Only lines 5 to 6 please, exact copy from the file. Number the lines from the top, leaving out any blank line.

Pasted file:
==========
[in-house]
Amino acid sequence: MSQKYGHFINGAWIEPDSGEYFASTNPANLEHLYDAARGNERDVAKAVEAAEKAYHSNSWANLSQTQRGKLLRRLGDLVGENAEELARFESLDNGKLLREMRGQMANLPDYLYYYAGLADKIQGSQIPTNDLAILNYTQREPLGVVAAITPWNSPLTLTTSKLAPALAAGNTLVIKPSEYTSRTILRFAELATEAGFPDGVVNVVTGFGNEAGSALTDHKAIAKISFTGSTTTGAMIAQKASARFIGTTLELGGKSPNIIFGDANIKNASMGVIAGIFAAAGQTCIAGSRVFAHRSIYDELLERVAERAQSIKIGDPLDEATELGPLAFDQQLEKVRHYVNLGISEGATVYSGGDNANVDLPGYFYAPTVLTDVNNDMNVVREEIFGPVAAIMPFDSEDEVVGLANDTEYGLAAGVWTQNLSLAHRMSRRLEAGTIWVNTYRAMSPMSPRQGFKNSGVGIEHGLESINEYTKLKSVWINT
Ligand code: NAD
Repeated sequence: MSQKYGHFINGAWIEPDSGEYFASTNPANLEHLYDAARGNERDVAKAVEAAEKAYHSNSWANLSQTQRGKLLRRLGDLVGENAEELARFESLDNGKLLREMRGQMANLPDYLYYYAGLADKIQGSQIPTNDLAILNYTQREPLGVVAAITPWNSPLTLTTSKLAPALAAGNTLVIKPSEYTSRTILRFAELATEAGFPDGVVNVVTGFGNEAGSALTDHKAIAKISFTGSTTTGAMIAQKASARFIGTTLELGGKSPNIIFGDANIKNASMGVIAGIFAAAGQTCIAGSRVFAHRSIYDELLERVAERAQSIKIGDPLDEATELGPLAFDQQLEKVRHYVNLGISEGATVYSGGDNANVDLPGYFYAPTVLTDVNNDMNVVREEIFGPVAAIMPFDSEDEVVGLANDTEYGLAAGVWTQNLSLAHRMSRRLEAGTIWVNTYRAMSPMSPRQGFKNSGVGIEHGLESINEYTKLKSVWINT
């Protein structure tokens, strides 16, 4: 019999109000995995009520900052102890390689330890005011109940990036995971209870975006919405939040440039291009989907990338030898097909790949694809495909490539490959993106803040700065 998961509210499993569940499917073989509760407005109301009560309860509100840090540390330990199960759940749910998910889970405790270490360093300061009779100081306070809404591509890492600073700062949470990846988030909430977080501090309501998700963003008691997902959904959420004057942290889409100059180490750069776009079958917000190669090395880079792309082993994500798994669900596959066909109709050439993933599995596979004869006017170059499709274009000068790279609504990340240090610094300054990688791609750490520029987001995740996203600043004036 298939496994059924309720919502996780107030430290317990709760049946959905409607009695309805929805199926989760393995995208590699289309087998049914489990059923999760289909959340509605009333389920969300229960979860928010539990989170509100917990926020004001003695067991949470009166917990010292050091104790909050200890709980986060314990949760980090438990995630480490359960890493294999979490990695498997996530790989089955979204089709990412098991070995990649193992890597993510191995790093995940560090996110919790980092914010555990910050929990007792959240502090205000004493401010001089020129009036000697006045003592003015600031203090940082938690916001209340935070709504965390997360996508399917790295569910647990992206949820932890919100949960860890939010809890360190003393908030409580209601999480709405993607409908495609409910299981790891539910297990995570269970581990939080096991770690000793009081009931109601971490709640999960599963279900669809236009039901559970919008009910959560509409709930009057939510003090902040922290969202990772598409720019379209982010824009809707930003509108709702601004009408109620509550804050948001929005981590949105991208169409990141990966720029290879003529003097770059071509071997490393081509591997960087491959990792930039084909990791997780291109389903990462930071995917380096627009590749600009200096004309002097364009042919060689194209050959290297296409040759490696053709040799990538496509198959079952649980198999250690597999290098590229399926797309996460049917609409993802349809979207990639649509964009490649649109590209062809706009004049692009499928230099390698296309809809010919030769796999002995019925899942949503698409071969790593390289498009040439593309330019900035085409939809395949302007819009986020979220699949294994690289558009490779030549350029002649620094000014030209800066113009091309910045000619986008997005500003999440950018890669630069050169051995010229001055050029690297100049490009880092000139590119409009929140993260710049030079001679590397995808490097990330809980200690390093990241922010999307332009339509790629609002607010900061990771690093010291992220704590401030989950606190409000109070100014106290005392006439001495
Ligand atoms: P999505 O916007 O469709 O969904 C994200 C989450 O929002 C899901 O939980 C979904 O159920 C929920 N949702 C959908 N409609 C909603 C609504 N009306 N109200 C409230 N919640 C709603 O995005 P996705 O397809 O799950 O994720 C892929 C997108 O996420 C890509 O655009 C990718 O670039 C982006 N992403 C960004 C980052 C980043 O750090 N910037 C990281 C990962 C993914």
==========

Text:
């Protein structure tokens, strides 16, 4: 019999109000995995009520900052102890390689330890005011109940990036995971209870975006919405939040440039291009989907990338030898097909790949694809495909490539490959993106803040700065 998961509210499993569940499917073989509760407005109301009560309860509100840090540390330990199960759940749910998910889970405790270490360093300061009779100081306070809404591509890492600073700062949470990846988030909430977080501090309501998700963003008691997902959904959420004057942290889409100059180490750069776009079958917000190669090395880079792309082993994500798994669900596959066909109709050439993933599995596979004869006017170059499709274009000068790279609504990340240090610094300054990688791609750490520029987001995740996203600043004036 298939496994059924309720919502996780107030430290317990709760049946959905409607009695309805929805199926989760393995995208590699289309087998049914489990059923999760289909959340509605009333389920969300229960979860928010539990989170509100917990926020004001003695067991949470009166917990010292050091104790909050200890709980986060314990949760980090438990995630480490359960890493294999979490990695498997996530790989089955979204089709990412098991070995990649193992890597993510191995790093995940560090996110919790980092914010555990910050929990007792959240502090205000004493401010001089020129009036000697006045003592003015600031203090940082938690916001209340935070709504965390997360996508399917790295569910647990992206949820932890919100949960860890939010809890360190003393908030409580209601999480709405993607409908495609409910299981790891539910297990995570269970581990939080096991770690000793009081009931109601971490709640999960599963279900669809236009039901559970919008009910959560509409709930009057939510003090902040922290969202990772598409720019379209982010824009809707930003509108709702601004009408109620509550804050948001929005981590949105991208169409990141990966720029290879003529003097770059071509071997490393081509591997960087491959990792930039084909990791997780291109389903990462930071995917380096627009590749600009200096004309002097364009042919060689194209050959290297296409040759490696053709040799990538496509198959079952649980198999250690597999290098590229399926797309996460049917609409993802349809979207990639649509964009490649649109590209062809706009004049692009499928230099390698296309809809010919030769796999002995019925899942949503698409071969790593390289498009040439593309330019900035085409939809395949302007819009986020979220699949294994690289558009490779030549350029002649620094000014030209800066113009091309910045000619986008997005500003999440950018890669630069050169051995010229001055050029690297100049490009880092000139590119409009929140993260710049030079001679590397995808490097990330809980200690390093990241922010999307332009339509790629609002607010900061990771690093010291992220704590401030989950606190409000109070100014106290005392006439001495
Ligand atoms: P999505 O916007 O469709 O969904 C994200 C989450 O929002 C899901 O939980 C979904 O159920 C929920 N949702 C959908 N409609 C909603 C609504 N009306 N109200 C409230 N919640 C709603 O995005 P996705 O397809 O799950 O994720 C892929 C997108 O996420 C890509 O655009 C990718 O670039 C982006 N992403 C960004 C980052 C980043 O750090 N910037 C990281 C990962 C993914």